BRICS Not Brits?

Thu, 2014/12/04 - 3:30pm | Your editor

 

One of my two rabbi readers suggested that it was inappropriate for a Jew like me to write articles about the 12 lessons for Christmas. So I am changing the name but not the concept: we will be writing the 12 lessons for El Buen Fin, the Spanish for a good end of the year. I hope to finish this set of lessons by the first night of Chanukah, Dec. 16, when I am taking off for my Winterreise to spend time with family in London. Last year's conjunction of Thanksgiving with the Jewish Feast of Lights, called Thanksgivukah, was a once in a millenium overlap, and this year, thanks to a Jewish calendar “leap month”, Chanukah overlaps instead with Christmas. (Leap months were invented by the Babylonians but because they were used by Jews, the Prophet Mohammed decided that Islam and modern Babylonians should use a purely lunar calendar which has only about 350 days in a year, leading to Muslim holidays falling earlier from one year to the next.)

Near my subway entrance yesterday, some supporters of Lynden LaRouche, a right-wing demagogue, were trying to get signatures for a petition reading: “Dump the Brits, up with Brics.” I'm not sure what this means and afraid to ask the only (ex) LaRouchian I know. But there is something to be said for the slogan as an investing guide.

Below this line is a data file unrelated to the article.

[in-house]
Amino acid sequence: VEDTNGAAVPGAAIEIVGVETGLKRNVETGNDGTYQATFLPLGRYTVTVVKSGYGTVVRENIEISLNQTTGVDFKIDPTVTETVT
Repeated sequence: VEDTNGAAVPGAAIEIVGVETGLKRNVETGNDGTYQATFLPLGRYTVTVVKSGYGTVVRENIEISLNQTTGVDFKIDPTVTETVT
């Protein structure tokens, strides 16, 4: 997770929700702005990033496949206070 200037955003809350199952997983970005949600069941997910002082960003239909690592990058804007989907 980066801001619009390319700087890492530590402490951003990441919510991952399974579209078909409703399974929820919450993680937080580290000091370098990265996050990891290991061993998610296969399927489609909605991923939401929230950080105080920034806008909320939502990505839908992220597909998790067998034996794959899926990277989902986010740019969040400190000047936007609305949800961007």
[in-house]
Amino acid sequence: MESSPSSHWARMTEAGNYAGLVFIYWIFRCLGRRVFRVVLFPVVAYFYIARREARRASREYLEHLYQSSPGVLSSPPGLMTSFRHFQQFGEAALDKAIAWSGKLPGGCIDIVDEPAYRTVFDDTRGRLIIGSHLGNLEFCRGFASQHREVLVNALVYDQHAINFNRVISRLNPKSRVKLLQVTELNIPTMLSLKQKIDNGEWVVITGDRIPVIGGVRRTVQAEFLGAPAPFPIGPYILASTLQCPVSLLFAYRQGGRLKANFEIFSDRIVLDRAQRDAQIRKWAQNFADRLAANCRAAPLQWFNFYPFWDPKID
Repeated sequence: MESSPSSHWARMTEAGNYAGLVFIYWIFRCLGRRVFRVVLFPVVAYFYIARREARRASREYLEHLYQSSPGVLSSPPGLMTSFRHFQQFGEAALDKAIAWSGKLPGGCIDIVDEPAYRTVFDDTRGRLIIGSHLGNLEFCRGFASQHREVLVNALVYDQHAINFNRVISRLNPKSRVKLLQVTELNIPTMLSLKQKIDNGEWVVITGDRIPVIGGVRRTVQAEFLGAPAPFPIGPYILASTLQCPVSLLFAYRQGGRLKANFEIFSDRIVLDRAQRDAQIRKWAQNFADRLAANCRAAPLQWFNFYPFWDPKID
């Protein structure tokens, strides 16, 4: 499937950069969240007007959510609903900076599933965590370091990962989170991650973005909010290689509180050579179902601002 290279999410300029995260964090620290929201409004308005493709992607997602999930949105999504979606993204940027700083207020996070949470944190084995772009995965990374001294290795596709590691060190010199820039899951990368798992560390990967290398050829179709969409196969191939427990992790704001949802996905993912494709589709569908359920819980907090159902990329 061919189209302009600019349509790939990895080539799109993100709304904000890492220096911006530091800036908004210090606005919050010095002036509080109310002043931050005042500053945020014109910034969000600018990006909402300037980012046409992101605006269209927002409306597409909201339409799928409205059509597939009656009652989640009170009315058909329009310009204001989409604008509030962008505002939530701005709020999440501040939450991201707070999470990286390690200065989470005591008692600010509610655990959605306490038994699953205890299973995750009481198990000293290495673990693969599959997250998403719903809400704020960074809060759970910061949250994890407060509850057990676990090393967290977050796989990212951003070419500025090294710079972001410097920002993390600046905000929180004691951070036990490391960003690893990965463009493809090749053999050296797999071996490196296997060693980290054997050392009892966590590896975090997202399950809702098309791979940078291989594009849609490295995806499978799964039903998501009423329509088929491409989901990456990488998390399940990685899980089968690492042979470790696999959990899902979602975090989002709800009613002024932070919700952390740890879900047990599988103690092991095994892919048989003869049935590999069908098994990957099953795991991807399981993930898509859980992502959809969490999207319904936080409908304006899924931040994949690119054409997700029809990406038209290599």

Today's lesson is about emerging market equities. Let's start with some good numbers. The Shanghai composite last night rose by 4.31%. The Hang Seng index (Hong Kong's) rose 1.6% overnight, closer to the rise in the Nikkei, of 0.9%. All these numbers are in local currencies which for Hong Kong, where the local dollar is fixed against ours, it hardly matters. In Shanghai the 1.3% fall in the yuan does nip the return. Year to date, again in yuan, the Shanghai composite gained 26.8% but only 25.5% in dollars. Hong Kong rose 2.9% in both cases. (The figures are from Jan. 1 to end-Nov. from Barron's.)